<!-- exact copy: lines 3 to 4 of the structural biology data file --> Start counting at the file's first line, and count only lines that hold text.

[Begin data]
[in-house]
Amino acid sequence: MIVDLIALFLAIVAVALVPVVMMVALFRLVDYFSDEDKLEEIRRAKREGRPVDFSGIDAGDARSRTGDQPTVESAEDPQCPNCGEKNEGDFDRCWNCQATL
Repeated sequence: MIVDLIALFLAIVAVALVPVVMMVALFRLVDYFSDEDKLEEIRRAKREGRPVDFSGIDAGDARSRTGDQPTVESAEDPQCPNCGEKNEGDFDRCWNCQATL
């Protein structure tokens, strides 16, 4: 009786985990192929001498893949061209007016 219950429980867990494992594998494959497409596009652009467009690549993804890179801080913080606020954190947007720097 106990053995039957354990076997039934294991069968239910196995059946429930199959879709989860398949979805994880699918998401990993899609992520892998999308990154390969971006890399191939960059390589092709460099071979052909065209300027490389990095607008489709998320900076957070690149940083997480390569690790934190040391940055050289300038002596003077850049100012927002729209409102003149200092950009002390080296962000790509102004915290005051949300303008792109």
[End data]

Repeated sequence: MIVDLIALFLAIVAVALVPVVMMVALFRLVDYFSDEDKLEEIRRAKREGRPVDFSGIDAGDARSRTGDQPTVESAEDPQCPNCGEKNEGDFDRCWNCQATL
């Protein structure tokens, strides 16, 4: 009786985990192929001498893949061209007016 219950429980867990494992594998494959497409596009652009467009690549993804890179801080913080606020954190947007720097 106990053995039957354990076997039934294991069968239910196995059946429930199959879709989860398949979805994880699918998401990993899609992520892998999308990154390969971006890399191939960059390589092709460099071979052909065209300027490389990095607008489709998320900076957070690149940083997480390569690790934190040391940055050289300038002596003077850049100012927002729209409102003149200092950009002390080296962000790509102004915290005051949300303008792109």